Fewer than 1 in 10 (7.7%) people say they are currently getting ‘very good’ quality sleep during the COVID-19 lockdown. This has deteriorated by 39.4% as the pandemic has progressed, find UCL researchers as part of the COVID-19 Social Study.
The number of people who said their sleep quality was ‘very poor’ increased from autumn 2020 (5.41%) to the start of the New Year (10.1%), although this figure is now decreasing (so sleep quality has started to improve)
People with lower household incomes, those with a mental or physical health condition, people with lower levels of education, and those from ethnic minority backgrounds have reported higher levels of ‘very poor’ sleep quality. However, adults aged 60+, people who do not have a diagnosed mental health condition, men, those of white ethnicity, and people not living with children have reported better quality sleep over the past year.
Over half (52.5%) of participants have already received at least one dose of the COVID-19 vaccine, and vaccine hesitancy among participants has decreased substantially since the autumn.
Specifically, a third (32.6%) who reported being ‘very unlikely’ to receive the vaccine last autumn, (so the most hesitant), have now already had at least one dose. Similarly, a fifth (21.6%) of this group—those who reported ‘very unlikely’ the autumn of 2020—now report being ‘very likely’ to have the vaccine by March 2021. Less than 1% of people who were ‘very likely’ to get the vaccine last autumn are now ‘very unlikely’ to do so.
Launched in the week before lockdown started, the ongoing UCL COVID-19 Social Study is funded by the Nuffield Foundation with additional support from Wellcome and UK Research and Innovation (UKRI). It is the UK’s largest study into how adults are feeling about the lockdown, government advice and overall wellbeing and mental health with over 70,000 participants who have been followed across the last 52 weeks.
Lead author, Dr. Elise Paul (UCL Epidemiology & Health Care) said: “Our report shows that during the pandemic, many people have suffered from poor sleep quality. This could be due to a wide range of factors, such as disruption to routines and the changes in living circumstances that lockdown has caused. Stress is also likely to be a factor, especially as those from groups living in more stressful circumstances, such as people with lower household incomes and those with mental or physical health conditions, are reporting higher levels of poor quality sleep.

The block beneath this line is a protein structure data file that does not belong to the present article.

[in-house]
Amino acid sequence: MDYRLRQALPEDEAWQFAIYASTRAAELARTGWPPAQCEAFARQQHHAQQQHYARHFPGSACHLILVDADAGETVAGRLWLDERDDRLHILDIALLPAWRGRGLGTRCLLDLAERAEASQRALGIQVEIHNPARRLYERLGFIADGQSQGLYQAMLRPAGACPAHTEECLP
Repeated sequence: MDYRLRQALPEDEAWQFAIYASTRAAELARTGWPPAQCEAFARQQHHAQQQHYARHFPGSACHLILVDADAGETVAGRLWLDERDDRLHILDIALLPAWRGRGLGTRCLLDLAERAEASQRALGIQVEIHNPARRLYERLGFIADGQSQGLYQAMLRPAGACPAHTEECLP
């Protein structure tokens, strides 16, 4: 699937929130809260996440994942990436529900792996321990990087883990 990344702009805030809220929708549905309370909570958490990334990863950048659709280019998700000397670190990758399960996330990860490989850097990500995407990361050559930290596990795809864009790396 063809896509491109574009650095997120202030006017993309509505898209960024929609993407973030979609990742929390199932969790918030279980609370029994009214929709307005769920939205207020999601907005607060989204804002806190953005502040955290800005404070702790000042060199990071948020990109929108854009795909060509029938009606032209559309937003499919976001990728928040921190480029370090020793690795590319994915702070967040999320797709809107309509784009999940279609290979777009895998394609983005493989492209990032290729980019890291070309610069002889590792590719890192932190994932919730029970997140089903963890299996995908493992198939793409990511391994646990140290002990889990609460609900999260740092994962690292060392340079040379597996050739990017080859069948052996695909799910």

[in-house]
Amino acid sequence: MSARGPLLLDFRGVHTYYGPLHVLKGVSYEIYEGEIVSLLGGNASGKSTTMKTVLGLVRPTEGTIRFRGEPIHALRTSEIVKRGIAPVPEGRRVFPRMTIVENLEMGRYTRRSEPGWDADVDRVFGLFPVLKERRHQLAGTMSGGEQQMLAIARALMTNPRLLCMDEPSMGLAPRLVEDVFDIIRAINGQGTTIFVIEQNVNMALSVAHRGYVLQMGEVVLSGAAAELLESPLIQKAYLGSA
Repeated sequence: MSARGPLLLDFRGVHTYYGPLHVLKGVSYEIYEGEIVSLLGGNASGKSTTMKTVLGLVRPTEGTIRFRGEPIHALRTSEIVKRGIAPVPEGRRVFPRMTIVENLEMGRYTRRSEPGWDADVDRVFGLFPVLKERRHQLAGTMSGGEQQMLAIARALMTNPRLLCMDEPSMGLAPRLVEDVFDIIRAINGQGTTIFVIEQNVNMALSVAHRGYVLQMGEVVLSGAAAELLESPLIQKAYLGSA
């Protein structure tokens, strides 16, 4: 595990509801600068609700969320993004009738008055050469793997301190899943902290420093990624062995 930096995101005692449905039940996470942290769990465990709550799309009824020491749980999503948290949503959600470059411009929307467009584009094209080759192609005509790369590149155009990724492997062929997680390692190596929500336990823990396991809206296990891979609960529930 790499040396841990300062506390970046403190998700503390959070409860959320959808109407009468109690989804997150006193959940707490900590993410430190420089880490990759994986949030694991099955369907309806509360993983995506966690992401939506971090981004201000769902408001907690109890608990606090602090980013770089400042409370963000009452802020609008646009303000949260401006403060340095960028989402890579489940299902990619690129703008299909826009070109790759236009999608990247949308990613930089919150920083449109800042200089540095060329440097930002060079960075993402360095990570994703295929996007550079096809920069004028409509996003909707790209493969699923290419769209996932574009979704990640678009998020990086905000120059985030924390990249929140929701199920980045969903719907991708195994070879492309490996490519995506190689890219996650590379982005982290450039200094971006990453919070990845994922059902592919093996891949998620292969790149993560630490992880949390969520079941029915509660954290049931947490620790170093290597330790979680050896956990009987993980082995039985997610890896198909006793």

“The decline in vaccine hesitancy is good news, with the narrative around the success of the UK’s vaccine rollout as well as its impact on the possibility of easing lockdown both potential reasons for this shift. Despite this, a not-insignificant proportion of the population are still expressing hesitations around receiving the vaccine, meaning public health messaging around it must be maintained and stepped up to ensure uptake is as widespread as possible.”
Less than a third (28.7%) of people are now reporting being stressed around catching or becoming seriously ill from COVID-19. A substantial (36.4%) decrease from around half of the population (45.1%) at the end of 2020 and the lowest it has been since the study began.
Over a quarter (28.7%) of people still report being worried about their finances, with over a third of adults of working age (18-29 years: 32.7% and 30-59 years: 34.7%) reporting financial concerns. Stress around unemployment and finances is higher among those living with children.
Cheryl Lloyd, Education Programme Head at the Nuffield Foundation said: “The COVID-19 Social Study continues to provide valuable, real-time insights into people’s experiences of the pandemic on a broad range of topics, from the quality of sleep they are getting, to whether they intend to receive the vaccine. We are proud to be funding the team to continue tracking people’s psychological and social well-being across the UK for the next year.
“As lockdown restrictions start to ease, monitoring levels of compliance, and understanding how people’s experiences differ, particularly those most at risk of the adverse impacts of the pandemic remains a priority to help inform health, social and economic policies. “
The study team is also running the COVID-MINDS Network: an international network of over 140 longitudinal mental health from over 70 countries. Through the network, dozens of scientists and clinicians are coming together internationally to collate results from mental health studies running in countries around the world and compare findings. The initiative is supporting the launch of new mental health studies in other countries, to research whether actions taken in specific countries are helping to protect mental health.
University College London